In this period of extreme regulatory volatility, businesses recovering metal from automotive shredder residue need to upgrade their products depending on market conditions. In such circumstances, processors need to ensure they have a flexible sorting system.
The STEINERT KSS with the FLI XT sensor combination is ideal for small and medium-sized metal recycling businesses within a separate sorting cycle (batch). Most companies sort in several stages to yield high-end secondary raw materials.
For larger businesses, the STEINERT KSS with FLI sensor combination is the choice for improving the recovery of metal concentrates such as Zorba and Zurik. Equipped with intelligently linked multi-sensors, STEINERT KSS systems can be produced to suit the task at hand. The machine’s multi-sensors produce a multi-functionality, giving customers the flexibility to respond to sorting tasks.
Platform for various sensors
In principle, the STEINERT KSS is a platform on which various sensors can be deployed. This includes 3D detection using laser, colour and induction recognition. The system can also be fitted with a fourth sensor (near-infrared, Xray transmission or X-ray fluorescence sensor). The full list of options includes: colour detection (F), 3D laser detection (L), inductive sensor (I), X-ray transmission (XT), X-ray fluorescence (XF) and near-infrared (NR). With working widths of 1, 2 and 3 metres, the system sorts grain sizes of 10 mm and larger.
Parallel detection of objects using several sensors and signals enables very different sorting tasks to be covered with ease. Several programs can be preset in the controller and then selected via the touch panel. The STEINERT KSS is positioned in the process such that it can perform several sorting stages depending on grain size, with the concentrate (Zorba) being sorted from the eddy current separators (STEINERT EddyC) and the metal concentrate (Zurik) from the inductive sorting machines (STEINERT ISS).
Primarily X-ray transmission sensors are used to sort the Zorba fraction to remove heavy metals and heavy metal alloyed aluminium, with the overriding aim of producing a clean aluminium fraction. If a recycler also uses the machine to sort the Zurik fraction, sensors for colour, laser and induction can be added; this combination allows further sorting stages to be undertaken to produce clean cables, printed circuit boards and stainless steel products (see Table: A+C).
Magnesium significantly reduced
A specific development of X-ray transmission technology within the KSS multi-sensor structure enables the proportions of free magnesium gained from aluminium scrap and/or from the Zorba fraction to be significantly reduced (see Table: B). This enables even more efficient dry mechanical sorting of aluminium scrap to produce better purity levels.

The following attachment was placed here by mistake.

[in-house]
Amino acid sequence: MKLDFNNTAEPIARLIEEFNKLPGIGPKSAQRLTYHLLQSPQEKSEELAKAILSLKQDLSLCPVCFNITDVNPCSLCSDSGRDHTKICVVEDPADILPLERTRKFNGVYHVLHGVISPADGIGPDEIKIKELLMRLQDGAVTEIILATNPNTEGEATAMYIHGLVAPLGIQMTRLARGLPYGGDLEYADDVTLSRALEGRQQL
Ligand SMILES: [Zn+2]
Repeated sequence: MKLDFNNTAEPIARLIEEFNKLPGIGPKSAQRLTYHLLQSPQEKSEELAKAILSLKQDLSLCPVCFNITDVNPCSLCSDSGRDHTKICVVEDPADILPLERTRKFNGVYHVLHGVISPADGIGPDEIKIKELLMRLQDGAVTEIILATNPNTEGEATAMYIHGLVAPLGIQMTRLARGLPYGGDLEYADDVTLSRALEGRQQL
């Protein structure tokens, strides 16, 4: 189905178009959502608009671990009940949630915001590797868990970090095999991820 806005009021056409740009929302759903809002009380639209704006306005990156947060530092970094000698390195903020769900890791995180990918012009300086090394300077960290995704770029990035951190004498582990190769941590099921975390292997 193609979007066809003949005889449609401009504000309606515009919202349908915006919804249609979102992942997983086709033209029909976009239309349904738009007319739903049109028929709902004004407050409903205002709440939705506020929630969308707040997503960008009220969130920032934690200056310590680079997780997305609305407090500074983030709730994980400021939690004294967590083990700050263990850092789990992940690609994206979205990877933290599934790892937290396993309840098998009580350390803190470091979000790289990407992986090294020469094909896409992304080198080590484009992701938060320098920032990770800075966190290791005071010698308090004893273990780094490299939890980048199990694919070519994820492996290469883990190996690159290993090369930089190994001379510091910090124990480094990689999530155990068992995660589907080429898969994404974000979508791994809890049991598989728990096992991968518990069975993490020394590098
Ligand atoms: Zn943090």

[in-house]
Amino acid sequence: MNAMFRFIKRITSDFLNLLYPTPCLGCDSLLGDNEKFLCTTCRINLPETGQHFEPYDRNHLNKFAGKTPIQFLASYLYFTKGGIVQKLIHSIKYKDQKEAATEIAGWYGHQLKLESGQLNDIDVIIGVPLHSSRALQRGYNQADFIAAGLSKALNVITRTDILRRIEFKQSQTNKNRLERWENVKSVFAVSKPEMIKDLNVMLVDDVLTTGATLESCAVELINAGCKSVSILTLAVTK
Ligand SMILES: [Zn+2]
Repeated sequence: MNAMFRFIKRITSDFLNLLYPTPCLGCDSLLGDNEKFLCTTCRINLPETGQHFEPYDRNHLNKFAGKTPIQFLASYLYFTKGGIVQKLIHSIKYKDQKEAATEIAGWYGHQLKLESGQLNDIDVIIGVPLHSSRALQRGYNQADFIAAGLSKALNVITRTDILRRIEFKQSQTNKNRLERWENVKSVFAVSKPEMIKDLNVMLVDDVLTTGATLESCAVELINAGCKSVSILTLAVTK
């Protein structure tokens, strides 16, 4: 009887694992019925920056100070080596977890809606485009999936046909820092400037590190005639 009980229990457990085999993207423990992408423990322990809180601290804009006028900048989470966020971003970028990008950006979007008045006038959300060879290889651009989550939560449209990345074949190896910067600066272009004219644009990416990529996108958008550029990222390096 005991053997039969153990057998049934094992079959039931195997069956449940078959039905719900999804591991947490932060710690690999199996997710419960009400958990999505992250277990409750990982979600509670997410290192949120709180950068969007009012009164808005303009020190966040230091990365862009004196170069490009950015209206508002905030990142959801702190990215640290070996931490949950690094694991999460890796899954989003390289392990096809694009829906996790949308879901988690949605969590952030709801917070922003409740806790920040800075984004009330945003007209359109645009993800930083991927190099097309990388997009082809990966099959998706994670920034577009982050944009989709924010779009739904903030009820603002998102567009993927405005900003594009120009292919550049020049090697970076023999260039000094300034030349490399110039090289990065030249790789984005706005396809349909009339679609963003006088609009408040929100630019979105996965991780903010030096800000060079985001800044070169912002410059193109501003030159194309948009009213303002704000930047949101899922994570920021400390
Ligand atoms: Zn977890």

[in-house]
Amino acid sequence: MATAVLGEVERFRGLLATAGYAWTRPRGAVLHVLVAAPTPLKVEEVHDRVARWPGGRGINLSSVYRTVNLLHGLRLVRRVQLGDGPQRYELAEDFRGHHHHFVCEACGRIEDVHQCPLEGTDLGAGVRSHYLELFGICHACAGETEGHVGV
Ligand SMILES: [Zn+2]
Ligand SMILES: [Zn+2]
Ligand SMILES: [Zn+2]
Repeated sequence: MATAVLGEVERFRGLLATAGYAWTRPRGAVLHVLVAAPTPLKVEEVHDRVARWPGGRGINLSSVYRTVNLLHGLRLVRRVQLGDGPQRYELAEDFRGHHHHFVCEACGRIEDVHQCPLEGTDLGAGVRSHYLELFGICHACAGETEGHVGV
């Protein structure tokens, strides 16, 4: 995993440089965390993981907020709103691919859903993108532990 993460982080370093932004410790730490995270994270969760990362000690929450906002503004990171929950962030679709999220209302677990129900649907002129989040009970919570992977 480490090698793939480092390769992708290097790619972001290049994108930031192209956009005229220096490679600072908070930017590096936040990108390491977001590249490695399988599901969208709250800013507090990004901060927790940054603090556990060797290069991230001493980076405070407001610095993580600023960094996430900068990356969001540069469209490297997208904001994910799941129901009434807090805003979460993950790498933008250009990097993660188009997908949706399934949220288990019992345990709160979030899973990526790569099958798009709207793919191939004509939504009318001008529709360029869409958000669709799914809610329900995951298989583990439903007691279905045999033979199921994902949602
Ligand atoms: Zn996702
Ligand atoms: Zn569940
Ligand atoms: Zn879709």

If customers are aiming to produce individual high-grade non-ferrous metal fractions from Zorba heavy metal concentrate (copper, zinc, brass), the configuration of the KSS platform with an X-ray fluorescence sensor is recommended.
The main sorting task is to separate the Zorba fraction into its individual non-ferrous metals (see Table: D). Colour and laser sensors can also be added to use even more object features for recognition purposes and, if necessary, to respond to particular material mixes. Sensor combinations ensure that more features of the objects for sorting can be detected to achieve better selectivity and assignment. This results in even cleaner products or a greater yield.
Given the huge volume of materials involved, the sorting tasks (see Table: D+F+H) are usually undertaken by machines with individual sensors. One of the options available to small and medium-sized companies is to use the standalone solution of a machine in batch mode with an appropriate configuration. This will then benefit from the additional tasks and significantly extend the depth of sorting for smaller mass flows.
The upgrading of various types of aluminium scrap is important in meeting rising demand from the automotive sector. Adequate recovery and sorting of aluminium profiles or scrap from end-of-life vehicles (ELV Zorba) has now become state-of-the-art for obtaining secondary aluminium such as high-quality sheet metal, Taint Tabor or cleaner cast material. Separating heavy metals from high-alloy aluminium produces excellent aluminium scrap qualities for recycling.
The STEINERT KSS FL XT has a key role to play in this recovery process as producing a good quality means guaranteed sales at healthy prices. Often, it also makes sense to use the STEINERT KSS online if, for example, aluminium scrap is to be separated from heavy metals, composites and coated proportions in a single step. A colour camera and laser sensor are then activated in addition to the main X-ray transmission sensor.
Sorting non-ferrous metals
Because of the volatile requirements placed on non-ferrous metal scrap, these metals have to be separated into various fractions (zinc, copper, brass, stainless steel, lead).
Beyond the sensory detection of metals plus 3D and colour information, the STEINERT KSS also determines the object-specific elemental composition using Xray fluorescence. Detection based on an element analysis is undertaken at great speed. The additional sensor systems increase the options available in terms of the use of secondary characteristics that can be derived from shape or colour information.
Unlike simple colour sorting, X-ray fluorescence is also capable of detecting contaminated materials, such as those covered in ash.